Providers may treat other conditions with antipsychotics, but those drugs aren’t their main treatment. These conditions include:

Are antipsychotics commonly prescribed?

Antipsychotic medications see widespread use. Approximately 4 million adults in the U.S. have a prescription for at least one of these medications.


Risks / Benefits

What are the potential benefits of antipsychotics?

Antipsychotic medications have several benefits, including:

  • Range of conditions they treat. Antipsychotics can treat specific brain-related conditions. They can also treat mental health conditions (many of which happen for brain-related reasons that aren’t fully understood).
  • Type of conditions they treat. Antipsychotics treat conditions that can be very complex, disruptive and severe. Some of these conditions are very difficult (if not impossible) to treat with other kinds of medications. Also, many people with these conditions would need long-term (or even lifelong) care 24/7 without these drugs.
  • History of research and use. First-generation antipsychotics came into use in the early 1950s. The first second-generation antipsychotic came into use in the 1960s. That means these medications have decades of research and study supporting them.
  • Number of drugs available. There are many different types of antipsychotic drugs. That means your healthcare provider can often offer options for you to choose from when recommending a medication.
  • Contributions to other treatment approaches. Antipsychotics can also make other types of mental health treatments more effective. When used together, antipsychotics and mental health therapy (the technical term is “psychotherapy”) usually have a much better chance of helping a person.

What are the possible disadvantages, side effects and complications of antipsychotics?

Antipsychotics are useful, but there are possible drawbacks. Antipsychotic medications can have various side effects and complications, including:

  • Drug-induced movement disorders. First-generation and second-generation antipsychotics can cause an inability to hold still (akathisia) or uncontrolled face muscle movements (tardive dyskinesia). Other symptoms include tremors or parkinsonism-like symptoms. They can also cause neuroleptic malignant syndrome, a possibly deadly complication. Scientists developed second-generation antipsychotics to avoid that side effect.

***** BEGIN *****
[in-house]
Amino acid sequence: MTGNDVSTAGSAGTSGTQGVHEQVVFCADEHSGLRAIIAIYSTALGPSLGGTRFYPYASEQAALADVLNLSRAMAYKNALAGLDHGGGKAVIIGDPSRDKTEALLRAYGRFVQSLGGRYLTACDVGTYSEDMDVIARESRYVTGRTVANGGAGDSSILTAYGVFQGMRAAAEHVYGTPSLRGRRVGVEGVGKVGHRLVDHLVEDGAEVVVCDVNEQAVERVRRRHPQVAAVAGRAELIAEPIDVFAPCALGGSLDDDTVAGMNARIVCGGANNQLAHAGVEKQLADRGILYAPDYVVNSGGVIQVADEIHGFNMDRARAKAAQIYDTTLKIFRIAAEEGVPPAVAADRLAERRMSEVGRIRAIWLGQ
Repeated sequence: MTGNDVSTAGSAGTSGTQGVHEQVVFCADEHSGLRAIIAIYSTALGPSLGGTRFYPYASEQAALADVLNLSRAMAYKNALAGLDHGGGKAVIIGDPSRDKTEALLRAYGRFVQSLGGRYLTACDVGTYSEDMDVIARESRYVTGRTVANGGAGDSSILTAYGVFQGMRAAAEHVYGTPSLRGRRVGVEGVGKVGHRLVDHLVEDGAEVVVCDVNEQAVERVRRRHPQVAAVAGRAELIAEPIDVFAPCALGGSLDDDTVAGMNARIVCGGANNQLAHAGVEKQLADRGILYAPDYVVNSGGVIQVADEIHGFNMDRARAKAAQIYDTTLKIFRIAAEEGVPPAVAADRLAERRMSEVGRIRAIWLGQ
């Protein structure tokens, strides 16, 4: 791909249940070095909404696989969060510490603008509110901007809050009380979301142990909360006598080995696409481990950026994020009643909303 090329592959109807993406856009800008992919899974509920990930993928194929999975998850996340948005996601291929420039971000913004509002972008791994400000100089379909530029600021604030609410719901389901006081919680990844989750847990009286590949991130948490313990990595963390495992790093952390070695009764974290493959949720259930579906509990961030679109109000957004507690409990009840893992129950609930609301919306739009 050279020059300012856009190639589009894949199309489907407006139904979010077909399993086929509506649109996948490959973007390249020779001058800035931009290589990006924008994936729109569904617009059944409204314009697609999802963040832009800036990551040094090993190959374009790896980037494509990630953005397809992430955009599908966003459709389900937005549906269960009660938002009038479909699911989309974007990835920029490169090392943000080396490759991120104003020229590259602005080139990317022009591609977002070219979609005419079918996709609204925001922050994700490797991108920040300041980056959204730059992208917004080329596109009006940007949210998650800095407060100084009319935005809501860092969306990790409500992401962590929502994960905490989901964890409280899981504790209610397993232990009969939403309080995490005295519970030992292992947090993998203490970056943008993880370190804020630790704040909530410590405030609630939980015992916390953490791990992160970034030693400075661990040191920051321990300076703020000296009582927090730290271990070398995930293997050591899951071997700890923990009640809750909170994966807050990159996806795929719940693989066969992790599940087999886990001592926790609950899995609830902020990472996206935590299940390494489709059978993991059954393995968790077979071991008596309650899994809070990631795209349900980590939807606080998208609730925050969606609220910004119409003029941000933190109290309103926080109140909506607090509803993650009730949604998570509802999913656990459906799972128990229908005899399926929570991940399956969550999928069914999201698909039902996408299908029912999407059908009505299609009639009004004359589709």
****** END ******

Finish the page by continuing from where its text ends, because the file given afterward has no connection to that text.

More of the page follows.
• Heart and circulatory problems. Antipsychotic drugs may alter your heart rhythm. They can also cause orthostatic hypotension, which is a blood pressure drop when you stand or sit up quickly that can make you fall or pass out.
  • Interactions. Antipsychotic medications can interact with several other types of medications. Be sure to tell your healthcare provider about every medication, supplement, vitamin or herbal remedy you take. That can help them determine if there’s a risk of interactions with an antipsychotic medication they prescribe for you.
  • Metabolism effects. Antipsychotic drugs can cause high cholesterol (hyperlipidemia) and high blood sugar (hyperglycemia). They can also increase your risk of developing Type 2 diabetes.
  • Dizziness and sedation. All antipsychotics can have a sedative effect, meaning they make you tired. They can also cause dizziness, increasing your risk of falls and injuries.
  • High prolactin levels (hyperprolactinemia). Antipsychotics can affect your levels of the hormone prolactin. This can affect fertility and cause missed periods (amenorrhea) and leaky discharge from your breasts when you aren’t breastfeeding/chestfeeding (galactorrhea) in women and people assigned female at birth. It can cause infertility and sexual dysfunction in men and people assigned male at birth.
  • Immune disruption. Some antipsychotics can cause agranulocytosis, a dangerous condition that involves a weakening of your immune system.
  • Jaundice. This is when your skin and the whites of your eyes (sclera) turn yellow because of a problem in your liver.

Other less serious side effects can include:

Recovery and Outlook

How long can I stay on antipsychotics?